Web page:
A guide for Freshmen: What is the Women’s Center?

Courtney Green, News Editor

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“I’m interested in the Women’s Center, but I don’t really think it’s the place for me.” Well, lucky for you, the Women’s Center is an intersectional, all-inclusive place for everyone and every identity one carries.

Spinnaker sat down with Sheila Spivey, Senior Director of the Department of Diversity Initiatives, to discuss the role of the Women’s Center on campus and their future initiatives.

The first thing Spivey wants you to know: the Women’s Center has something for everyone on campus, whether that’s a hot cup of tea or coffee, or a place to relax and chat with peers.

And, beyond that, Spivey shared, “We also provide opportunities to engage students in learning about gender, gender inequity, and what gender inequality means. It’s also a great place to celebrate the accomplishments of women.”

In case you didn’t know, the Women’s Center is under the umbrella of the Department of Diversity Initiatives, along with the Interculture Center for Peace and the Interfaith Center. This promotes opportunities for intersectionality among the branches.

“We also have services for victims of crime,” Spivey added.

The Center’s victim advocacy program provides services 24/7 through their 24-hour crisis helpline at (904) 620-1010. The service does not require you to fill out a police report in order to use it.

“Our goal is to meet students where they are and to be able to be a supportive listening ear. Our overall focus is to start those conversations with students who’ve been traumatized by believing them and the information they are sharing. Our goal is to help them rebuild a life after the victimization.”

In addition to services for victims, the Women’s Center also provides a “Nursing Nest,” which is a private place where students with children can express milk.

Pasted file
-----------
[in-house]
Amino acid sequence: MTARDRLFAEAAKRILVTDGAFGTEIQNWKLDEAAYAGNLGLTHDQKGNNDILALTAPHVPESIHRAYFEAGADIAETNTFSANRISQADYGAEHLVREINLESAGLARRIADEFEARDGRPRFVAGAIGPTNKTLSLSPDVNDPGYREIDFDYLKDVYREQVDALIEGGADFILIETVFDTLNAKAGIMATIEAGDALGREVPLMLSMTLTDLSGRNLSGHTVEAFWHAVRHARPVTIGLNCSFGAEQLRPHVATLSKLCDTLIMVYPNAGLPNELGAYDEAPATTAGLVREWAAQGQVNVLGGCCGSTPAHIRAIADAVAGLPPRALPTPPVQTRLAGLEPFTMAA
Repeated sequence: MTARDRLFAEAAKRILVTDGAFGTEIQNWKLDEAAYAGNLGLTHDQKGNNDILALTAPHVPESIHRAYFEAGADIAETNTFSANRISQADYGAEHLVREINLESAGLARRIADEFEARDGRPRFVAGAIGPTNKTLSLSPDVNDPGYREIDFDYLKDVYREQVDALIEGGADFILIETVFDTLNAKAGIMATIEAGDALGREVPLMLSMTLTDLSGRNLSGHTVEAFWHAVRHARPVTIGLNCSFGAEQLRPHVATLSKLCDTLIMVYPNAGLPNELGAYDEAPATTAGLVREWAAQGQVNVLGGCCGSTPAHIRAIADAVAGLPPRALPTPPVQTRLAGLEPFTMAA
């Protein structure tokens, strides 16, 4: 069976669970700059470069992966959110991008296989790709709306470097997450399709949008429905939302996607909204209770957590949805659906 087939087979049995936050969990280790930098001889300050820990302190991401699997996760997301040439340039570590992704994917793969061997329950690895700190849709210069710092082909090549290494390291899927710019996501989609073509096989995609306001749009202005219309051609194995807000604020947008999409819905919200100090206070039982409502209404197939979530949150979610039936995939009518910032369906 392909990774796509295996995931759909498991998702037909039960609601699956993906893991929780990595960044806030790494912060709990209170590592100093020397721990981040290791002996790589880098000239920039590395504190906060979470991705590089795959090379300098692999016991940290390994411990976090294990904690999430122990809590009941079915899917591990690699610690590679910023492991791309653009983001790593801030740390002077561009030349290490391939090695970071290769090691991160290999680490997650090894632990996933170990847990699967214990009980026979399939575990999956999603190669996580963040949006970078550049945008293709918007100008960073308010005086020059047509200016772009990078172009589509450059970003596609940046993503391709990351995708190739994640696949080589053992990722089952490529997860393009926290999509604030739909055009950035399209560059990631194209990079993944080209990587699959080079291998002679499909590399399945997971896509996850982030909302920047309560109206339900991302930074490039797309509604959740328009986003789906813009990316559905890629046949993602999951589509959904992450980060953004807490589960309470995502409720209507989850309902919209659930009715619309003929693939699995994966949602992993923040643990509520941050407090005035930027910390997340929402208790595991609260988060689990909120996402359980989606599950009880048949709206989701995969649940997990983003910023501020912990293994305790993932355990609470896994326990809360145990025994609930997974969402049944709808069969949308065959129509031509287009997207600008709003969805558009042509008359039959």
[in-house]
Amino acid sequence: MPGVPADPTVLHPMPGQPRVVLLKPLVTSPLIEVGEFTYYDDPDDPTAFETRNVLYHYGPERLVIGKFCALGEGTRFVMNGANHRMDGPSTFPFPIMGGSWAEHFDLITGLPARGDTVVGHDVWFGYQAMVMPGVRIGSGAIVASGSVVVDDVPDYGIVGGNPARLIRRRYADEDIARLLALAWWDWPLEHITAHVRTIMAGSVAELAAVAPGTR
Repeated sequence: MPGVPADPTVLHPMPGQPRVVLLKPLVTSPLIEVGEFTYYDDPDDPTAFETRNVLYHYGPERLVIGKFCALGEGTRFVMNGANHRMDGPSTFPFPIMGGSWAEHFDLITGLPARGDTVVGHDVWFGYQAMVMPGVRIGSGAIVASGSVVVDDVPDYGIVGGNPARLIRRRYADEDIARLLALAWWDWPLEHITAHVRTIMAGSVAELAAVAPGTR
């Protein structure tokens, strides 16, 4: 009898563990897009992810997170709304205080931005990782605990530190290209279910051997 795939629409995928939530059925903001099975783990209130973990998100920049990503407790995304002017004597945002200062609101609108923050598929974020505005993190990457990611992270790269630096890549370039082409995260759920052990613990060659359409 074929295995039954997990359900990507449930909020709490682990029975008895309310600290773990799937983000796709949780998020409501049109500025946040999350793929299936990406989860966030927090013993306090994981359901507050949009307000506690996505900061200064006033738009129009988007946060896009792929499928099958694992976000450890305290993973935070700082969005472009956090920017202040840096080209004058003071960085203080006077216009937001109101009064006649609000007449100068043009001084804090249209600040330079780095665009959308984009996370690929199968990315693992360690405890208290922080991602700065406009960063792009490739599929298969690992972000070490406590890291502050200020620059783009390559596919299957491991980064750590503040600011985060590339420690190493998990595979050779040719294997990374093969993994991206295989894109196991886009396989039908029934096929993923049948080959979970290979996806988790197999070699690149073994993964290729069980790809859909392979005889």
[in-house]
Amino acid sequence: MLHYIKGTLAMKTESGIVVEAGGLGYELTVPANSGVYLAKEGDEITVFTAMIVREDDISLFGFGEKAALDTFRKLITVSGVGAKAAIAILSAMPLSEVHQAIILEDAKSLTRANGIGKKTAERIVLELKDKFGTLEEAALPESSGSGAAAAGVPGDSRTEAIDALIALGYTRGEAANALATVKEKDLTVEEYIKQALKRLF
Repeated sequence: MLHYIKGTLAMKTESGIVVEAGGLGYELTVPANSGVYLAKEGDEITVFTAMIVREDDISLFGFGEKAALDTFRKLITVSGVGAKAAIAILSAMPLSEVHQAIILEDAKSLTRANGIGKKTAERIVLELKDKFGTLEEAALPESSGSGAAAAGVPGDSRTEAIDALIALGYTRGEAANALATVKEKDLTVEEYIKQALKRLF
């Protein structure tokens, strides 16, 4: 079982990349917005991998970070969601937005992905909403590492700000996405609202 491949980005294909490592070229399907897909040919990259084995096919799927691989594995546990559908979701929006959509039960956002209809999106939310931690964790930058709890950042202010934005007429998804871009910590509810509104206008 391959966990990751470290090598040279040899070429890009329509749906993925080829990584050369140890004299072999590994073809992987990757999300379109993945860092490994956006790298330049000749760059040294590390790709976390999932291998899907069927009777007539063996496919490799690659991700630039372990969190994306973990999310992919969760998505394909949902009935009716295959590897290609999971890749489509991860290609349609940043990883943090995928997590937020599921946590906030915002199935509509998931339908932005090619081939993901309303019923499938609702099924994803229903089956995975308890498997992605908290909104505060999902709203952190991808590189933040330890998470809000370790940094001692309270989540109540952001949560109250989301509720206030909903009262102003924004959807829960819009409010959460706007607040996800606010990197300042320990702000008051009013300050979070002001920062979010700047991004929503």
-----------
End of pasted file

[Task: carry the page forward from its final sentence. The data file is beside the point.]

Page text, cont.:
Some events to look out for this semester hosted by the Women’s Center include the Friday Lounge. This is an open discussion group that allows students to discuss topics ranging from relationships to intersectional issues. Here, you can share your views and opinions and also listen and learn from other perspectives. The Friday Lounge runs from 2 to 4 p.m. and is ‘open’ in the sense you can arrive late or leave early.

Another event to look out for this semester is the Women’s Center’s annual Take Back the Night March on October 16. This is a cross-campus march that brings awareness to intimate partner violence during Domestic Violence Awareness Month.

“This is a great opportunity to show survivors that we are a campus that truly cares about them, that we want to meet their needs, and that we believe that violence really has no place on our campus,” Spivey shared.

The Women’s Center is also partnering with the Language, Literature, and Culture Department and the Latin American Student Organization to bring a performance called Tres Vitas, which highlights women in the Hispanic culture. The performance, which will be set to music, will tell the stories of three women in Latin American culture. Check it out on October 15 at 6 p.m.

In the future, the Center plans for a Celebration of Women in the Arts event, which will showcase women’s talent in performance arts. It will feature aerial acrobats, musicians, artists. A dessert reception will follow, according to a deliciously established tradition. Also in the future, the Center plans to bring in a speaker for Women’s History Month, which is March, and are open to suggestions from students about who they would like that speaker to be.

Of recent note, the Women’s Center has a new Specialist. Jessica Harris is expected to bring in some new events and programs. Students are encouraged to come by and meet her when they can. 

If you have an interest in women’s studies as a minor or just want academic credit in the area, you might want to consider interning with the Center. If you want to volunteer with the Center, or just become involved, you have that option as well.

Finally, Spivey has a parting message for students.

“We are an inviting, supportive and engaging location for students to come and be themselves. We have opportunities for all students to participate in a greater learning and understanding of diversity, as well as to come and find their home in the nest. The Women’s Center can definitely be their place in the nest.”

“The other thing I want to point out to students is that our programs and services are open for everyone. I don’t want students to think that just because they hear the name ‘Women’s Center’ that it excludes them. It means ‘you too can come.’ Our services are open to everyone, regardless of their gender identity or any other identities that they hold.”

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